L'Inconnue de la Seine
The discovery of the body of a young woman in the Seine was in itself unremarkable, and yet her identity and the circumstances surrounding her death haunted the popular imagination for nearly a century, until this photograph came to light in Latin America.
Moved by her beauty and serenity, an attendant at the city morgue had taken a death mask from her face and later mass-produced, it became a curio to be seen in houses across France. A number of writers fabricated fictions around her life and Man Ray even attempted a photographic resurrection, but to no avail, the puzzle remained intractable.
It was whilst in Buenos Aires, attending a conference dedicated to Jorge Luis Borges on The Myth of the Gaucho, that Dr. Harry Battley found this carte-de-visite in a junk shop. The face seemed familiar and on returning to London he referred to his copy of Das ewige Antlitz and confirmed that this was indeed the young woman found in the Seine. His curiosity roused, Battley determined to solve the mystery of her untimely death.
Two clues within the picture proved vital to his enquiry - the brooch worn by the woman and a contaminating fingerprint in the fabric of the photograph that had become more visible with time. Battley's researches led him to the discovery that the setting had been designed by society jeweller Marcus Villard for a wealthy bon viveur named Roland Vittes. Battley visited Vittes' elderly daughter, who rather naively permitted him access to her parents papers, amongst which he found a note from husband to wife, vehemently denying acquaintance with 'the Hungarian woman Ewa Lazlo'. Further enquiries confirmed that a music-hall artist of that name, whose description fitted the photograph, had performed at the Theatre de Funambules during the summer in question. Although the identity of L'inconnue seemed now to be established, the circumstances of her death were not.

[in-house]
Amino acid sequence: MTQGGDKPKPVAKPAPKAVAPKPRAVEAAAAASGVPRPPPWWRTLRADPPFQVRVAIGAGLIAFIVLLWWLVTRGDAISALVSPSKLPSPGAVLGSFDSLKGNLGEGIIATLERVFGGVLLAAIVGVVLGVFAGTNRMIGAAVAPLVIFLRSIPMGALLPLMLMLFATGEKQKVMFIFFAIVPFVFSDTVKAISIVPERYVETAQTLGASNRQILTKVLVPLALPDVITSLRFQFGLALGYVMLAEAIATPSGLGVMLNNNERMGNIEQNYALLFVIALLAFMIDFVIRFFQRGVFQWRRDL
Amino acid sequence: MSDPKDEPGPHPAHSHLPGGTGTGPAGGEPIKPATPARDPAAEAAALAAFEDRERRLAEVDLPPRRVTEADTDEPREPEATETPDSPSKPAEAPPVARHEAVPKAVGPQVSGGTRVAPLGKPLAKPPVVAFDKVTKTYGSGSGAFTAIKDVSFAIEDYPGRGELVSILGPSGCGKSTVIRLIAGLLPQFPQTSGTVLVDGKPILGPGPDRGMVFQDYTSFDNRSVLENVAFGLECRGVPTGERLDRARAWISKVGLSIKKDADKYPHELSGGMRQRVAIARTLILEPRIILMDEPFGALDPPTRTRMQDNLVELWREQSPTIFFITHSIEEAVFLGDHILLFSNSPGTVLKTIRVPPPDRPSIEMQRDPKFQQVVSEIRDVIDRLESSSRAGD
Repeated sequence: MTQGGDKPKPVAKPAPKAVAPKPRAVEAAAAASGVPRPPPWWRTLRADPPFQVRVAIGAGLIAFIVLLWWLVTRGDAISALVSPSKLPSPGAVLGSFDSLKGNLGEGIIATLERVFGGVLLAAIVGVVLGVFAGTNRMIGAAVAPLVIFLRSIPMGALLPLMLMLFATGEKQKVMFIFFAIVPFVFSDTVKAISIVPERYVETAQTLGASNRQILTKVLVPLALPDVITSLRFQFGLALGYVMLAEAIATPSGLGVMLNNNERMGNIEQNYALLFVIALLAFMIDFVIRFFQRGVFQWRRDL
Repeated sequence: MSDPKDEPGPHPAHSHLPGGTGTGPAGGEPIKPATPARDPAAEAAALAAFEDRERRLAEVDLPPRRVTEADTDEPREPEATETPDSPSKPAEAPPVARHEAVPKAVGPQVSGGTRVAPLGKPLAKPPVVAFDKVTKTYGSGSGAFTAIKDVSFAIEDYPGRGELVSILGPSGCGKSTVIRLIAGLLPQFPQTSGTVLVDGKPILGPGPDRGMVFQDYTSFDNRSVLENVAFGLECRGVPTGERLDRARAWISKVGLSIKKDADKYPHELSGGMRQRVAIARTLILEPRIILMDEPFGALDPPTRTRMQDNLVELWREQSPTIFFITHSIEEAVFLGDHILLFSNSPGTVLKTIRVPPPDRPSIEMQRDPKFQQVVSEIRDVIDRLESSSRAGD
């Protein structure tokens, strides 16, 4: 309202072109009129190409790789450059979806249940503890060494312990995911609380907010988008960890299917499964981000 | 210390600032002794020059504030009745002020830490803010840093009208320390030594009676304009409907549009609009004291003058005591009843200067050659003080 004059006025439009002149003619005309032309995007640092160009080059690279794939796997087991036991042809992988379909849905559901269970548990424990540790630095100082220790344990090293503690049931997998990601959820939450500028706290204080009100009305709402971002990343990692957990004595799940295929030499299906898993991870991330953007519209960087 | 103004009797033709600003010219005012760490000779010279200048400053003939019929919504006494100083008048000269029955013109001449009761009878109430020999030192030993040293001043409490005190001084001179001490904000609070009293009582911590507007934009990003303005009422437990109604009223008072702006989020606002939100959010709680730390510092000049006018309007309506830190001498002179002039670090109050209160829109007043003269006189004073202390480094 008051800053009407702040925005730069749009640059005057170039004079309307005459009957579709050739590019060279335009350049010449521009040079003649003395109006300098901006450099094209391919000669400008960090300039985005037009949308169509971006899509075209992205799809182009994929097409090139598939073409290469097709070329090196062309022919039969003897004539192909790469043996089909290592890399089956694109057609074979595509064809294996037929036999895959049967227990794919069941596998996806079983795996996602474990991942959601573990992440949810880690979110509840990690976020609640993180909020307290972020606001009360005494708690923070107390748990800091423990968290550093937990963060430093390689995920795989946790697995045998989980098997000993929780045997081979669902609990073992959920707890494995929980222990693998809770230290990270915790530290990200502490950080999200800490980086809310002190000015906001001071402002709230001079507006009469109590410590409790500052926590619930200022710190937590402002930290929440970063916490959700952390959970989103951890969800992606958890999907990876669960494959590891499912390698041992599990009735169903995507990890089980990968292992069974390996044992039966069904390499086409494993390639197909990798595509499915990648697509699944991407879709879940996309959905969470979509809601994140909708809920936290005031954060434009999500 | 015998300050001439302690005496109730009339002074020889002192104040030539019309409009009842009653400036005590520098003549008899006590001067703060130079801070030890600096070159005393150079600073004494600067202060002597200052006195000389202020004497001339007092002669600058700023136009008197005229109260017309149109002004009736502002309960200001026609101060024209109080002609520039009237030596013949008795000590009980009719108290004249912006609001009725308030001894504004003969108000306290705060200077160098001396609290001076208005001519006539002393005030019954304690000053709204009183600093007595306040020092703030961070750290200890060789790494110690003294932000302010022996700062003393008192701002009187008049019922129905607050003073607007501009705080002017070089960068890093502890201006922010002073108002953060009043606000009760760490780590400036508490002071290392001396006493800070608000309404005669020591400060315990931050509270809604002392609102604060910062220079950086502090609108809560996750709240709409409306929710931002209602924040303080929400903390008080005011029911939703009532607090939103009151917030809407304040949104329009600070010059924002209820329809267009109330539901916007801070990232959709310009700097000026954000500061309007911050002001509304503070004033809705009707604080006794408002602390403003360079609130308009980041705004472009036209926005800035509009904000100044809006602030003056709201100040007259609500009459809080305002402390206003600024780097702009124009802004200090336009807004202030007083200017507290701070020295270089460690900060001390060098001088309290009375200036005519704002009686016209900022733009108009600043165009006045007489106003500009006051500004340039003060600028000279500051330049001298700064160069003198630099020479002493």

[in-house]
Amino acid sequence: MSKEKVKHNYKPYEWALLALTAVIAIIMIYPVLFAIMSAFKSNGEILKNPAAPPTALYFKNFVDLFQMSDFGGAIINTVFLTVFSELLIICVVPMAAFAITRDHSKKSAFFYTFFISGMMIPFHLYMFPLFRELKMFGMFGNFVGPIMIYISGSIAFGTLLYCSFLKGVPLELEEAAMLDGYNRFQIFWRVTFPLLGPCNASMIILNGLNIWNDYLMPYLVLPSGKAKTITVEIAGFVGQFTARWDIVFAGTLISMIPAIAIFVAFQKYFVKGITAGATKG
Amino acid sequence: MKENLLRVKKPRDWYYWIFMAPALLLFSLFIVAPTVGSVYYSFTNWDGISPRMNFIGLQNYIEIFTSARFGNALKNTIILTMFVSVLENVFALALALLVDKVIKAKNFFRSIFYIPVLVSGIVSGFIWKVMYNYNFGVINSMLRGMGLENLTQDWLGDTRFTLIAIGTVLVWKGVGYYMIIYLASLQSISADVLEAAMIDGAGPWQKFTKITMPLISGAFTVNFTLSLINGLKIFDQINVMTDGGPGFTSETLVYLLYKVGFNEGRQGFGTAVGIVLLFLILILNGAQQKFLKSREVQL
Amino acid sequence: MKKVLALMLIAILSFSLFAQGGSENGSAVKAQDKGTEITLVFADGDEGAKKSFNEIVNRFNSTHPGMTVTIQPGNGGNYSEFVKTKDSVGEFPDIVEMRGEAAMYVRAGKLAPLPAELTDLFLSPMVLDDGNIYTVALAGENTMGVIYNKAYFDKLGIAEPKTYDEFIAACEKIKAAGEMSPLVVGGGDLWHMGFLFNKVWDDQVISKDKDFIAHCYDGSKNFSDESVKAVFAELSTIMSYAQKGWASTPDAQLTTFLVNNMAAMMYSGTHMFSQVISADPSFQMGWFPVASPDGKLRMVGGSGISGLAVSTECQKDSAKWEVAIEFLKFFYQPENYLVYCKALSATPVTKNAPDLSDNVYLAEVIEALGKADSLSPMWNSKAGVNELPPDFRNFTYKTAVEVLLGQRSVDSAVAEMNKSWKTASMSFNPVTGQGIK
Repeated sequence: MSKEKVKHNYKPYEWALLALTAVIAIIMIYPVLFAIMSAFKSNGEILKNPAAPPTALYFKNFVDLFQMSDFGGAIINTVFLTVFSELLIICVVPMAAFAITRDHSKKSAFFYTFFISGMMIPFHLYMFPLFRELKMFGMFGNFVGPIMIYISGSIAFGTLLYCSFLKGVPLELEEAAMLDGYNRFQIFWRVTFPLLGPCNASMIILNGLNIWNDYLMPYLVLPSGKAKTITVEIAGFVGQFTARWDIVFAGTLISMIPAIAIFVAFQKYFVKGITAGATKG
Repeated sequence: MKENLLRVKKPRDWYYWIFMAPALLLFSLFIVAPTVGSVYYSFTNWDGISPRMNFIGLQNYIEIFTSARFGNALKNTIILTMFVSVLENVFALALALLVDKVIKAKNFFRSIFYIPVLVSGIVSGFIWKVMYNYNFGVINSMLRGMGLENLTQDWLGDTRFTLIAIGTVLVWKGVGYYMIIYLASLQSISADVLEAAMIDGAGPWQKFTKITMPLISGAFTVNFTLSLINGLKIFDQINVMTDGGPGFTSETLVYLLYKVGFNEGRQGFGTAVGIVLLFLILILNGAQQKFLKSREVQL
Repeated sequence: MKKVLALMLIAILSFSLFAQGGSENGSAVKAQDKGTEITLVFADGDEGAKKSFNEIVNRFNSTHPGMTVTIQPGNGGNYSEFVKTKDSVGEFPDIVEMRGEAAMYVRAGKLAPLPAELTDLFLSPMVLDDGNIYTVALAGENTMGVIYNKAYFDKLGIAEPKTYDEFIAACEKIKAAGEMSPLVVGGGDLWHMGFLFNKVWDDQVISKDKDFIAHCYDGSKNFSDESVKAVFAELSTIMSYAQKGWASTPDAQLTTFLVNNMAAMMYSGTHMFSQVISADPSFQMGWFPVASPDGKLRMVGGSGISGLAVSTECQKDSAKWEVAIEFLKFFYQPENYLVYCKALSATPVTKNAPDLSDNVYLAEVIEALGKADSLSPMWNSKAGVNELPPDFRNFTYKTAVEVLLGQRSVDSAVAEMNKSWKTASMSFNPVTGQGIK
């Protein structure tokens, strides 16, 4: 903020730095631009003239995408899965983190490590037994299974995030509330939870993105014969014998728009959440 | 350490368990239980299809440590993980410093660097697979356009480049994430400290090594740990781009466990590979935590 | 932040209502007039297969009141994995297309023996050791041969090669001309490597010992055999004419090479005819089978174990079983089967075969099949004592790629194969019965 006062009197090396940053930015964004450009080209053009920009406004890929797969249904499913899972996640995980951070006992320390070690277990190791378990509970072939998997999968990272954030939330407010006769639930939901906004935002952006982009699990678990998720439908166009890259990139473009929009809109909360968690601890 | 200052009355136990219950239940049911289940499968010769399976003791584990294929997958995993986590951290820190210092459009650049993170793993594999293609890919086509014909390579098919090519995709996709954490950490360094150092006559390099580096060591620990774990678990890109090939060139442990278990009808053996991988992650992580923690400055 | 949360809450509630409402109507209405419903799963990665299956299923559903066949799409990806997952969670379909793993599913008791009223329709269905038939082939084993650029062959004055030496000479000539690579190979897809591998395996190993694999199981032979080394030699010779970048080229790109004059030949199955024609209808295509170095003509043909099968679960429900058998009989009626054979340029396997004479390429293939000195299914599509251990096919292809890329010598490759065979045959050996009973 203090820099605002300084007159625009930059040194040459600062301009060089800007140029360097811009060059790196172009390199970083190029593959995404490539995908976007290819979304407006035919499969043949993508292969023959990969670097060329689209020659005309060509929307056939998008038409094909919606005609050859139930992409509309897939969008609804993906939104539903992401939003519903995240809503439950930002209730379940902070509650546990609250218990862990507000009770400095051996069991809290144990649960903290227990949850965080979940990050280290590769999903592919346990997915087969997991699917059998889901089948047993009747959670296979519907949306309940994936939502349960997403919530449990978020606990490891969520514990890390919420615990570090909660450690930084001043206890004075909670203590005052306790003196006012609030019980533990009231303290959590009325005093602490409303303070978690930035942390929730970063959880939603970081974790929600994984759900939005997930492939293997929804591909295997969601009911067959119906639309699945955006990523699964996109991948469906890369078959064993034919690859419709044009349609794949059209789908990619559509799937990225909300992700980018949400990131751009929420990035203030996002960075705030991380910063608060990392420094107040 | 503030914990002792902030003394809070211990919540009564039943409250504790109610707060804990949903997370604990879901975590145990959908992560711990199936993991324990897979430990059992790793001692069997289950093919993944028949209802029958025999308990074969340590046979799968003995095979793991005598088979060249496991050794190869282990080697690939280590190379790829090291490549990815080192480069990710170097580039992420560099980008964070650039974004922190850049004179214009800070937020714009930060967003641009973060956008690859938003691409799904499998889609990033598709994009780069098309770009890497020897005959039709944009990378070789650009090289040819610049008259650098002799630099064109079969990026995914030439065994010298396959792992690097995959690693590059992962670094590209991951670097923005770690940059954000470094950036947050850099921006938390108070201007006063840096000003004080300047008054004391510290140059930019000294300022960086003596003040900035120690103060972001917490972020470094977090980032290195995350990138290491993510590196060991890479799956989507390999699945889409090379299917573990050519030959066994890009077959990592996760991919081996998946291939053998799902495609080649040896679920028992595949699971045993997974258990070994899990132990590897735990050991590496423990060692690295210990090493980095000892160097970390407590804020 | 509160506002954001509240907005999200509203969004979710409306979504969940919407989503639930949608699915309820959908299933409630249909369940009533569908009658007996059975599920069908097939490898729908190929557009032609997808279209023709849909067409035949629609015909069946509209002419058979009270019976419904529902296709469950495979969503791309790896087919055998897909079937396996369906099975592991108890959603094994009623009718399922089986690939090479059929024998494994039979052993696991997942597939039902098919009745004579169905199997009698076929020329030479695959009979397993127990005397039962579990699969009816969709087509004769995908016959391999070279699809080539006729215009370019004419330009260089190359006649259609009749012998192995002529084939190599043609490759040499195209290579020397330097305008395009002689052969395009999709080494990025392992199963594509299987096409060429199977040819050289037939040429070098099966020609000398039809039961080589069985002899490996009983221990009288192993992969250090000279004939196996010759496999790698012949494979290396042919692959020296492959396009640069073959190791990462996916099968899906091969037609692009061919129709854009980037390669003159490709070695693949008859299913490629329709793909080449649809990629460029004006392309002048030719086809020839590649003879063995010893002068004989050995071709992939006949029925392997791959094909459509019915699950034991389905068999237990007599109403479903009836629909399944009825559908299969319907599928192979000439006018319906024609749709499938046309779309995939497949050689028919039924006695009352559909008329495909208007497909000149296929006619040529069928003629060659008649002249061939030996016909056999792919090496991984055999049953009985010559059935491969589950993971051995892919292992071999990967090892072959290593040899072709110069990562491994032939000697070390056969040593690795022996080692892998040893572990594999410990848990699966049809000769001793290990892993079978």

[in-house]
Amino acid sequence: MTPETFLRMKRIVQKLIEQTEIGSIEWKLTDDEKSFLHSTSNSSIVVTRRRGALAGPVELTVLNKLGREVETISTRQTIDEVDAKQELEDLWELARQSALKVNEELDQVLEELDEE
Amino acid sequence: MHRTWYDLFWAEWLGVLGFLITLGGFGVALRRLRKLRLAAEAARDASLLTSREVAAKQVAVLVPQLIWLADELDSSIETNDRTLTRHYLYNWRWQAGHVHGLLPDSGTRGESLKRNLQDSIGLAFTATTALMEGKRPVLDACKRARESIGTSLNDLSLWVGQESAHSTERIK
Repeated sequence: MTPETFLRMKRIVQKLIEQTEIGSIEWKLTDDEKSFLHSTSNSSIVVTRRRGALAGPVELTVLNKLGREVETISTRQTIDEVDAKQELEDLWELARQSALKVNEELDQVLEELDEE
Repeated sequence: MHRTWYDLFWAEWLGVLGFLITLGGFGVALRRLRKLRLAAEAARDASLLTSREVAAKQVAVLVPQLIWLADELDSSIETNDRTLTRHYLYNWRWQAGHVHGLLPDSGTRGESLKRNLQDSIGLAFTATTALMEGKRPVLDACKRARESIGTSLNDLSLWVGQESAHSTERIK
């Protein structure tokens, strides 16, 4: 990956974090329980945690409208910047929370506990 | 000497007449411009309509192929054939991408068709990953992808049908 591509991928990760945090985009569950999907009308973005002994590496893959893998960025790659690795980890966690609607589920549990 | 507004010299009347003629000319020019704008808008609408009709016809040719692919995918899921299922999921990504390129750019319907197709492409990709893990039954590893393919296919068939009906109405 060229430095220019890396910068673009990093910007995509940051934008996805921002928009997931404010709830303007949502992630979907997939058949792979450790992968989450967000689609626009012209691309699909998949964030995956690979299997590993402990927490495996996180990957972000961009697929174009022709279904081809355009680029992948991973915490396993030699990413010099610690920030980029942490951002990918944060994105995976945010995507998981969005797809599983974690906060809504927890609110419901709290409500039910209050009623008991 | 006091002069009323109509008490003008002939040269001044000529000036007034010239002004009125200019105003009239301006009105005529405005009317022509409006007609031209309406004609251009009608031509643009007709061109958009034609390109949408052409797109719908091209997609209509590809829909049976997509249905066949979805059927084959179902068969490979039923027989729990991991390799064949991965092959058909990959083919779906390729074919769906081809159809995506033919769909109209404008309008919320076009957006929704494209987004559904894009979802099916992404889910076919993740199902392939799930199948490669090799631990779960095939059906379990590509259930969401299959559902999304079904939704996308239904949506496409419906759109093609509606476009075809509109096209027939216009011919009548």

Battley naturally began his investigations into the fingerprint at the records office of the Prefecture de Police in Paris but was disappointed to learn that they had not started taking prints until 1913. An unexpected piece of good fortune awaited his return to Argentina; records went back to 1894 and the print was matched to that of a convicted blackmailer, Louis Argon. It was Argon's bad fortune that on fleeing France he should pick Buenos Aires, where the Croatian immigrant Juan Vucetich was already operating his comparative fingerprinting system within the police department. Dr. Battley asserts that Argon escaped the country after a failed attempt to blackmail Vittes about his liaison with the actress. The long held belief that L'Inconnue committed suicide now appears less likely than that she met her end at the hands of Louis Argon.
The records in Buenos Aires also reveal that Argon was murdered in the last year of the century, knifed in a bar-room brawl by a gaucho.